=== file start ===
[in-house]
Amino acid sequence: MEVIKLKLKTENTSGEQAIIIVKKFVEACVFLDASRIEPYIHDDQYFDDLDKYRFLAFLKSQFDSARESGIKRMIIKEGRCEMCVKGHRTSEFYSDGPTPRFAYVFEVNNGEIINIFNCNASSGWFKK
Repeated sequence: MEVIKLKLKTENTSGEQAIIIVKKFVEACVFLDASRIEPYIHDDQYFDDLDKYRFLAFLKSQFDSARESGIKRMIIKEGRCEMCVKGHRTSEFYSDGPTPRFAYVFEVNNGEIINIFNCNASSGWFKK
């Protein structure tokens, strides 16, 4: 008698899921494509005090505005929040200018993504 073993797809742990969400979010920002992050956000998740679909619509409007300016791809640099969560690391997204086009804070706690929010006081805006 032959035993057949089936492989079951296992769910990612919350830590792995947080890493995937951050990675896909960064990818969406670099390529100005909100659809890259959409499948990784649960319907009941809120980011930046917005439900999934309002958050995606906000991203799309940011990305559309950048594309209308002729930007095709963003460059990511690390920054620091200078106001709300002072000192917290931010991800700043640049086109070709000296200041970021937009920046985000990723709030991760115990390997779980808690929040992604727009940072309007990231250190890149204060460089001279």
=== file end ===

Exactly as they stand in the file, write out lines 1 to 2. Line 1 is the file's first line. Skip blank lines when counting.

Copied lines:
[in-house]
Amino acid sequence: MEVIKLKLKTENTSGEQAIIIVKKFVEACVFLDASRIEPYIHDDQYFDDLDKYRFLAFLKSQFDSARESGIKRMIIKEGRCEMCVKGHRTSEFYSDGPTPRFAYVFEVNNGEIINIFNCNASSGWFKK